A judge in Richmond has has sided today with state officials in a closely-watched case about the Robert E. Lee Monument. The judge ruled Tuesday that Virginia’s Governor does have the power to remove the last remaining Confederate statue on Monument Avenue. But the judge also said that can’t happen until an appeal plays out.
Last week in court Virginia officials argued they shouldn’t be beholden to restrictive language in a 130-year old deed. In an opinion issued late Tuesday a judge in Richmond agreed, writing that Virginia has changed so much since the statue was given to the state that enforcing the deed would be against public policy.
The judge cited recent actions by Virginia lawmakers, including language in the recently-passed budget that directed, and funded, the Department of General Services to remove and store the Lee Monument.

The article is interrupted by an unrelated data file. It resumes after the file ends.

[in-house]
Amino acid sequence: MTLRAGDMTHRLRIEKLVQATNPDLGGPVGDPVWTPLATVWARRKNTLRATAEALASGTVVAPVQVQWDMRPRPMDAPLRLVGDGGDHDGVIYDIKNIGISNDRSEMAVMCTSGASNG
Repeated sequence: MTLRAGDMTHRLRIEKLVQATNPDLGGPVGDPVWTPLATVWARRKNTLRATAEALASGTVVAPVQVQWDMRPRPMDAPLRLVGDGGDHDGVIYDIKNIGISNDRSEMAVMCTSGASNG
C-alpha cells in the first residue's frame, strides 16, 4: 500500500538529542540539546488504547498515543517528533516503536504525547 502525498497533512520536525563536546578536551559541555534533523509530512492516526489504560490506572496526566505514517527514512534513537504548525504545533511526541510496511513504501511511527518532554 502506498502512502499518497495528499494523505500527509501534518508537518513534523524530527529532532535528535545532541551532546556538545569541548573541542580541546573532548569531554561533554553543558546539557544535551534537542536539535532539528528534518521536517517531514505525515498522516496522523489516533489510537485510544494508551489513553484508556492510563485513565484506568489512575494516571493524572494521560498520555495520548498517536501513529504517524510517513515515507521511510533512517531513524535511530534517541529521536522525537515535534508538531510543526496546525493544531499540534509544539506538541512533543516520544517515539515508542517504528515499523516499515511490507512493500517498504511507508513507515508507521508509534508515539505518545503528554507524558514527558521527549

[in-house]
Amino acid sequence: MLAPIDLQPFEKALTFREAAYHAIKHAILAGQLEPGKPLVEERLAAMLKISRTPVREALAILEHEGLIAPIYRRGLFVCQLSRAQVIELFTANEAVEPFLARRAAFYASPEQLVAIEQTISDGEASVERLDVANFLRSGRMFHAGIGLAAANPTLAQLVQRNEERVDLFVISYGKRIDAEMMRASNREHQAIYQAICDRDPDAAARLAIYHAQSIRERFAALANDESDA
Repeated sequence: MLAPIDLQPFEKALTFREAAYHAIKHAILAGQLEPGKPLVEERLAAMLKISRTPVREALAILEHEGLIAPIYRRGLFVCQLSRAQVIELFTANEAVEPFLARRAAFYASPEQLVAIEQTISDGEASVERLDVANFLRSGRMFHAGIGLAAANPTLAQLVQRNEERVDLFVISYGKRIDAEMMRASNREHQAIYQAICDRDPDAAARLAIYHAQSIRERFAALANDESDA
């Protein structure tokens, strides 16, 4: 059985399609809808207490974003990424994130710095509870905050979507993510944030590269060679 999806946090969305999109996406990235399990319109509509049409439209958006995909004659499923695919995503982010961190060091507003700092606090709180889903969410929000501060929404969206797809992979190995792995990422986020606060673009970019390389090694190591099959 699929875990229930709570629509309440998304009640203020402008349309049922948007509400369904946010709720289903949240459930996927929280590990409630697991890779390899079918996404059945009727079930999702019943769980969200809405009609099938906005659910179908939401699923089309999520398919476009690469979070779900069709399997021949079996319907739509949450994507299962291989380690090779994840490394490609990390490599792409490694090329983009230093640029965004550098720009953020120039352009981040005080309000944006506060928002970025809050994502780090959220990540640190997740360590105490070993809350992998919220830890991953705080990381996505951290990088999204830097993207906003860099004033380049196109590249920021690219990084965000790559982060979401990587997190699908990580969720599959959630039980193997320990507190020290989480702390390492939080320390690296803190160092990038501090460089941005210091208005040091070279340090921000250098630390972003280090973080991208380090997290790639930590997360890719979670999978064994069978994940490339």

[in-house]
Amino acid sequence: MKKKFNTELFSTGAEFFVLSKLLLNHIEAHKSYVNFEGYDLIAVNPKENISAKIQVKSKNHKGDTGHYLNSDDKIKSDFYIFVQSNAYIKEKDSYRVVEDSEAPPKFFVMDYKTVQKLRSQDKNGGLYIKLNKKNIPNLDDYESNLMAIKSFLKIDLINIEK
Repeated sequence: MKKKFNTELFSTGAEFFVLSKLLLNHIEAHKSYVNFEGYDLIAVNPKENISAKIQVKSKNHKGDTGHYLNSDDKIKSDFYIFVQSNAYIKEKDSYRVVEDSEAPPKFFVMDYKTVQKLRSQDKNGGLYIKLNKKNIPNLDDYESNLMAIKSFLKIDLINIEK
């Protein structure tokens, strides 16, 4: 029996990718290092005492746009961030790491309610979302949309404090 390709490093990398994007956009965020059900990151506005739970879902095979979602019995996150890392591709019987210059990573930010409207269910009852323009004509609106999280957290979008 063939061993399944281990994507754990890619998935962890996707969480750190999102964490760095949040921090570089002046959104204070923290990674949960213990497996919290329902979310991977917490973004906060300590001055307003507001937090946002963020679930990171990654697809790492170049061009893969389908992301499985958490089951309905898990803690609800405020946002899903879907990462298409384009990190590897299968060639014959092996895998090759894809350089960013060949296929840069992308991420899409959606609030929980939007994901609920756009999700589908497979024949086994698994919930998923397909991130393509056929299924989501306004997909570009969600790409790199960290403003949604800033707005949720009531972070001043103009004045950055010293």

“These acts of the General Assembly clearly indicate the current public policy of the General Assembly, and therefore the Commonwealth, to remove the Lee Monument from its current position on the state owned property on Monument Avenue,” writes the judge in his opinion.
Richard Schragger, with the University of Virginia Law School, says taking down the statue is now one step closer -- but not possible quite yet.
“The commonwealth will have to wait until the plaintiffs appeal the current decision and wait until the Supreme Court decides to take that appeal or not take that appeal,” explained Schragger. “If they take that appeal then they’ll have to wait for a decision by the Supreme Court of Virginia.”
An attorney for the Richmond residents who want the statue to stay has already promised an appeal.
In a statement, Virginia’s Attorney General Mark Herring called the decision a win. “This decision puts Virginia one step closer on the path to finally bringing this divisive symbol down,” he wrote.